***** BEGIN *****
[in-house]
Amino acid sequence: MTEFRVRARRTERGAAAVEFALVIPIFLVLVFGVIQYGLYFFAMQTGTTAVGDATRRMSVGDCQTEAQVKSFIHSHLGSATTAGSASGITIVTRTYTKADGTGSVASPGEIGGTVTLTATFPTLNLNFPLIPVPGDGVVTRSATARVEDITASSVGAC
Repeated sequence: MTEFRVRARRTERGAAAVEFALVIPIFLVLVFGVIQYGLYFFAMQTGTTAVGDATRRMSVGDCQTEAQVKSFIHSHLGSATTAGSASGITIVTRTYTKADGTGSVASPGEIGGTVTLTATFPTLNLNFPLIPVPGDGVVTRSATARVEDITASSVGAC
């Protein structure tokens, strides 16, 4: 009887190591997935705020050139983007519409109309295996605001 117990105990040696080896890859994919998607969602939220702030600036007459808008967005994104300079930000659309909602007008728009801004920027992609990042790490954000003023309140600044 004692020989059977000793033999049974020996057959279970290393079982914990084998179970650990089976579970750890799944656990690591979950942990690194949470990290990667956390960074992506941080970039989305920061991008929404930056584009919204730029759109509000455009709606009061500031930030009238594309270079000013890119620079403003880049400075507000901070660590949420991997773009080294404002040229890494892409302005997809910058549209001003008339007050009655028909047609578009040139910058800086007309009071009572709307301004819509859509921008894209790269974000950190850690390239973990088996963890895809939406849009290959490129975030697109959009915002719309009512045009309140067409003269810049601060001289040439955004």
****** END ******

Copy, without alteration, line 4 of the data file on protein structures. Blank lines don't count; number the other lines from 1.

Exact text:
């Protein structure tokens, strides 16, 4: 009887190591997935705020050139983007519409109309295996605001 117990105990040696080896890859994919998607969602939220702030600036007459808008967005994104300079930000659309909602007008728009801004920027992609990042790490954000003023309140600044 004692020989059977000793033999049974020996057959279970290393079982914990084998179970650990089976579970750890799944656990690591979950942990690194949470990290990667956390960074992506941080970039989305920061991008929404930056584009919204730029759109509000455009709606009061500031930030009238594309270079000013890119620079403003880049400075507000901070660590949420991997773009080294404002040229890494892409302005997809910058549209001003008339007050009655028909047609578009040139910058800086007309009071009572709307301004819509859509921008894209790269974000950190850690390239973990088996963890895809939406849009290959490129975030697109959009915002719309009512045009309140067409003269810049601060001289040439955004």